Two wines for summer: One for grilled seafood, the other for grilled sausage.
Nuno Cancela de Abreu, who heads Sociedade Boas Quintas, has made the production of high quality wines in the Dão region of Portugal his life's work. After getting an advanced degree at Montpellier (one of the French equivalents of UC Davis), he ran the Association for the Development of Viticulture of the Douro Wine Region; by 1987 he was teaching enology at the University of Trás - os - Montes and Alto Douro in Portugal. He started Boas Quintas in 1991 on his family's estate in Mortágua, in the Viseu district of north-central Portugal. Ten years later, he ran Quinta da Alorna, a property that has been in continuous operation for nearly three centuries. He also consulted for other estates. In 2010, he left all of this to start Boas Quintas.
The Dão Region is surrounded on three sides by mountains that lessen the influence of the Atlantic, with warm summers and lots of rainfall. It is mostly planted to touriga nacional, but white grapes grow well here, too. The best is the Encruzado, which has benefited hugely from temperature-controlled fermentation, since it is prone to oxidation otherwise. According to Jancis, there were a mere 729 acres planted in 2010. This is the principal grape in Boas Vinhas Branco. The other grape—in smaller proportion, is Cerceal Branco, which adds a sense of freshness and also a dose of acidity. The grape is commonly confused with Sercial, which is used to make dry Madeira. The two are unrelated.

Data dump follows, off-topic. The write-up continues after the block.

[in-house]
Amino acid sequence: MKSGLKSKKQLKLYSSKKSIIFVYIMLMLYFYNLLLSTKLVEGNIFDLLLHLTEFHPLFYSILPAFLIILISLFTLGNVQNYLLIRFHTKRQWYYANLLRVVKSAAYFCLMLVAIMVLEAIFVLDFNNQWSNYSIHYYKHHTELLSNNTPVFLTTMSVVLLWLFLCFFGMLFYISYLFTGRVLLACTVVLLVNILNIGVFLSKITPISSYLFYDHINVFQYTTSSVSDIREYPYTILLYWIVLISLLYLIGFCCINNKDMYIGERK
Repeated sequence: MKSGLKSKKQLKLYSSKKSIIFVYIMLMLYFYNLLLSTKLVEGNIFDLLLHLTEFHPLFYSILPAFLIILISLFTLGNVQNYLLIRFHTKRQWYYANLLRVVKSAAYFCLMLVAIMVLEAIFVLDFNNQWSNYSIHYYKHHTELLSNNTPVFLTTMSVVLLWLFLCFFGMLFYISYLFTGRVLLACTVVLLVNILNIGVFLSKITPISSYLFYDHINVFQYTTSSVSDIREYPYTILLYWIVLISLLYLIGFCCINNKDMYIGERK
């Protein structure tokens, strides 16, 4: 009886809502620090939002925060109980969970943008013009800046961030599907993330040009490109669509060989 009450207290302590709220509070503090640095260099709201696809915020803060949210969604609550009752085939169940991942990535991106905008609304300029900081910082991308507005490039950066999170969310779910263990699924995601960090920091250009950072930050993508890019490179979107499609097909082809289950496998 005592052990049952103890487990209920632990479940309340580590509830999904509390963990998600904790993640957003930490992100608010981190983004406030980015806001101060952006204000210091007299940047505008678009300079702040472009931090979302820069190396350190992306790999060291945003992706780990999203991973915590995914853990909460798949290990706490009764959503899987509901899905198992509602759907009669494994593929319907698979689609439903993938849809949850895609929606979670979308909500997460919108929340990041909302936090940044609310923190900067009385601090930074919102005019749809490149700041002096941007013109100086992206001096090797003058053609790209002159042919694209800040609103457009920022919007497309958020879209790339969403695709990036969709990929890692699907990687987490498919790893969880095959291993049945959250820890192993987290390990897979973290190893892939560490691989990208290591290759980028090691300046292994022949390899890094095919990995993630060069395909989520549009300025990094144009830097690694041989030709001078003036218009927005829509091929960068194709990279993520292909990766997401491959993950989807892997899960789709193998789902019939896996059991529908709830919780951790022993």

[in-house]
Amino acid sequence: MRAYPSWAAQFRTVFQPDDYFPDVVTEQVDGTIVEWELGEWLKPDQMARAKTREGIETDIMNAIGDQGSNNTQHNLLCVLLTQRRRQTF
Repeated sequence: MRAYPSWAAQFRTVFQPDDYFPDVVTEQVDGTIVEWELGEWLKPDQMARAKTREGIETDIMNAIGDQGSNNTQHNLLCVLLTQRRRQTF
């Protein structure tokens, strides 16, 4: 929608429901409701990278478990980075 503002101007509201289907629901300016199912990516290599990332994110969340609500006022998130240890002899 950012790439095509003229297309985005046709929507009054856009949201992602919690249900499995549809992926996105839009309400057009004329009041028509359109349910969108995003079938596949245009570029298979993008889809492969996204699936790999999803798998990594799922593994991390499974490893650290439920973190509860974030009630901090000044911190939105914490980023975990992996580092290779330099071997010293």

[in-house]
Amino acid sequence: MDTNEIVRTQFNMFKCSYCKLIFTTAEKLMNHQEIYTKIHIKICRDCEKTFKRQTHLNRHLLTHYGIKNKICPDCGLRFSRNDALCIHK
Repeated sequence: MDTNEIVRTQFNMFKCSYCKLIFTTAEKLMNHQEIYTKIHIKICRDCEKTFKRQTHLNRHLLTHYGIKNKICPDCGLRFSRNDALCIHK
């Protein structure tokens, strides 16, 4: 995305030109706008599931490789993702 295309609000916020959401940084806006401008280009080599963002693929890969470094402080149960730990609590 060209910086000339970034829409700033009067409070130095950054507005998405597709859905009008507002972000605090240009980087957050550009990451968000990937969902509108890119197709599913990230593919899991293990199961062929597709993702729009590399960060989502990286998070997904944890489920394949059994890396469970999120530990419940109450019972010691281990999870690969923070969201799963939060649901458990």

Boas Vinhas Branco 2011: As mentioned above, the wine is made from a blend of 70% Encruzado and 30% Cerceal Branco. On the nose, lime, green apple, a little pear skin. In the mouth, peach and pear, a very good balance of fruit, acidity, and mineralic character. It's refreshing; it has charm; it's $11.99. I'm thinking this will pair well with one of the Chef's shrimp-and-fresh tomato dishes, once the season arrives. This is going to be available starting next week, says Josh at Table Wine. This is a no-brainer for those who, like me, would like to add variety to a warm-weather diet of Grüner Veltliner, Albariño, and Pouilly-Fumé.
“Tramontane” is the name of a strong, dry, cold wind that blows into Roussillon from the north, the local equivalent of the southern Rhone's Mistral. Philippe Gard (an agricultural engineer who lives in Banyuls and consults in Bordeaux) and Andy Cook (a New Zealand winemaker/négociant who now lives in the area) started the Tramontane project in 2008. They own a few parcels of vineyards in the region, including one near Argelès along the Mediterranean south of Perpignan, and one at St-Jean Lasseille, about ten miles inland.
Tramontane Côtes du Roussillon 2010: The wine is 100% old-vine, gobelet (bush) trained grenache, made from grapes purchased from vineyards in Tautavel. It opens with a big nose of red berries and black licorice, followed by rich red fruit with surprisingly complex spice flavors and a strong note of mineralic character. Unfiltered. No trees were harmed in the production of this wine. At $14.99, this has a ton of rustic character, and while it will never be confused with anything from Gauby or Tribouley, it manages to offer richness of fruit without excessive weight. We drank this alongside the Chef's garlic sausage, and it was almost like being back in Collioure. Available at the Asheville Wine Market and other fine emporia where everybody seems to know I'm a sucker for this style of red.